Esoterica | Language of the Mysteries


“The learned may penetrate into the significance of all oriental mysteries, but the vulgar can only see the exterior symbol. It is allowed by all who have any knowledge of the scriptures that everything is conveyed enigmatically, i.e. esoterically.”
— Origen of Alexandria (185—254 C.E.)

“When the human race learns to read the language of symbolism, a great veil will fall from the eyes of men. They shall then know truth and, more than that, they shall realize that from the beginning truth has been in the world unrecognized, save by a small but gradually increasing number appointed by the Lords of the Dawn as ministers to the needs of human creatures struggling to regain their consciousness of divinity.”
— Manly P. Hall, Melchizedek and the Mystery of Fire

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“In all esoteric traditions, the most important inner instructions are always transmitted in symbolic language, thus veiling the sacred from the eyes of the profane. At the same time, the unveiling of the instructions offers a method for training the disciple’s understanding.” — Raul Branco, The Pistis Sophia, An Introduction

“There is a thinking in primordial images, in symbols which are older than the historical man, which are inborn in him from the earliest times, eternally living, outlasting all generations, still make up the groundwork of the human psyche. It is only possible to live the fullest life when we are in harmony with these symbols; wisdom is a return to them.” — Carl Jung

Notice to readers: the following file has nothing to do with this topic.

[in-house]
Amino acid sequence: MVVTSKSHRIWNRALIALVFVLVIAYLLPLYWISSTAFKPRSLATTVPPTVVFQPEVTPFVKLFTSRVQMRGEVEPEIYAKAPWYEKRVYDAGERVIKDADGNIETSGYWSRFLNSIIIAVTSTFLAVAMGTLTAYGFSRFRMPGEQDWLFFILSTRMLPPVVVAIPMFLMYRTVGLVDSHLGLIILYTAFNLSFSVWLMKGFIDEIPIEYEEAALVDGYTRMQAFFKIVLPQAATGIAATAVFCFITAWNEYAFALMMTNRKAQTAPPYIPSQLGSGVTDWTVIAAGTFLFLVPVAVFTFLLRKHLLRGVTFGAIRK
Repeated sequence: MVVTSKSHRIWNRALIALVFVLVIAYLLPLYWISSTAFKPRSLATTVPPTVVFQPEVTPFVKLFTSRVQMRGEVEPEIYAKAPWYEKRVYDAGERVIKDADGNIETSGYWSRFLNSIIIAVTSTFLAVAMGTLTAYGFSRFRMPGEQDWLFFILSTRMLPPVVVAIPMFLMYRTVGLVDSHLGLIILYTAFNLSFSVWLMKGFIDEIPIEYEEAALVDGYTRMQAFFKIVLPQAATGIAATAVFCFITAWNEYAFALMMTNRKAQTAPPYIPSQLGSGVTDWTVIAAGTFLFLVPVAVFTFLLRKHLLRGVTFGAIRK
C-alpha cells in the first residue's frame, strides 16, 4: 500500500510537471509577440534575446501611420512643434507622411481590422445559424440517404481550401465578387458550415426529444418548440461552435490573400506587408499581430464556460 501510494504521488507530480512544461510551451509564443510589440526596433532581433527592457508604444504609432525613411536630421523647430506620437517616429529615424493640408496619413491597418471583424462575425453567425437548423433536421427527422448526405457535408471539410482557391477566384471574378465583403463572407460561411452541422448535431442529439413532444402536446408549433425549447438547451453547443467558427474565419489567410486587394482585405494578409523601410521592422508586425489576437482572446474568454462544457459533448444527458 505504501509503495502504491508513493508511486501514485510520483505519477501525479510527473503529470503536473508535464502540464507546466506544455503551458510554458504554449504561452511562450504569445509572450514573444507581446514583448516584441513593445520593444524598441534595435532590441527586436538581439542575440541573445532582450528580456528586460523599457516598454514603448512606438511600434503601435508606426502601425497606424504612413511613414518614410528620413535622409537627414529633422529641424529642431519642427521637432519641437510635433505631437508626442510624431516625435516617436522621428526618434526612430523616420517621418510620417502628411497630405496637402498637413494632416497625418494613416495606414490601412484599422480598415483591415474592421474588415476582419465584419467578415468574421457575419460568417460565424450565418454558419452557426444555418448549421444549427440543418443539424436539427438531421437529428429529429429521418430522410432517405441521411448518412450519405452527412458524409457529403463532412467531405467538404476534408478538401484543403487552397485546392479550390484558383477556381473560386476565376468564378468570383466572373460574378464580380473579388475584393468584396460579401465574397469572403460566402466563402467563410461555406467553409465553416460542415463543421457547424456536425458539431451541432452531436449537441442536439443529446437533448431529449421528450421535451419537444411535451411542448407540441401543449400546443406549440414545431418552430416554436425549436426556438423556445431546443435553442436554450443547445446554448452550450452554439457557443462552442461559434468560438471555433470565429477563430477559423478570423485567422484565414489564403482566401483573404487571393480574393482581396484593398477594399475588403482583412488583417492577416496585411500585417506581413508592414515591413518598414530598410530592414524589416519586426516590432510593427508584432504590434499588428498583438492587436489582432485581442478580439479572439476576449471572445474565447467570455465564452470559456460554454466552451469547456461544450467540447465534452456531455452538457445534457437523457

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“Symbolism is the language of the Mysteries; in fact it is the language not only of mysticism and philosophy but of all Nature, for every law and power active in universal procedure is manifested to the limited sense perceptions of man through the medium of symbol. Every form existing in the diversified sphere of being is symbolic of the divine activity by which it is produced. By symbols men have ever sought to communicate to each other those thoughts which transcend the limitations of language. Rejecting man-conceived dialects as inadequate and unworthy to perpetuate divine ideas, the Mysteries thus chose symbolism as a more ingenious and ideal method of preserving their transcendental knowledge. In a single figure a symbol may both reveal and conceal, for to the wise the subject of the symbol is obvious, while to the ignorant the figure remains inscrutable. Hence, he who seeks to unveil the secret doctrine of antiquity must search for that doctrine not upon the open pages of books which might fall into the hands of the unworthy but in the place where it was originally concealed.”
— Manly P. Hall

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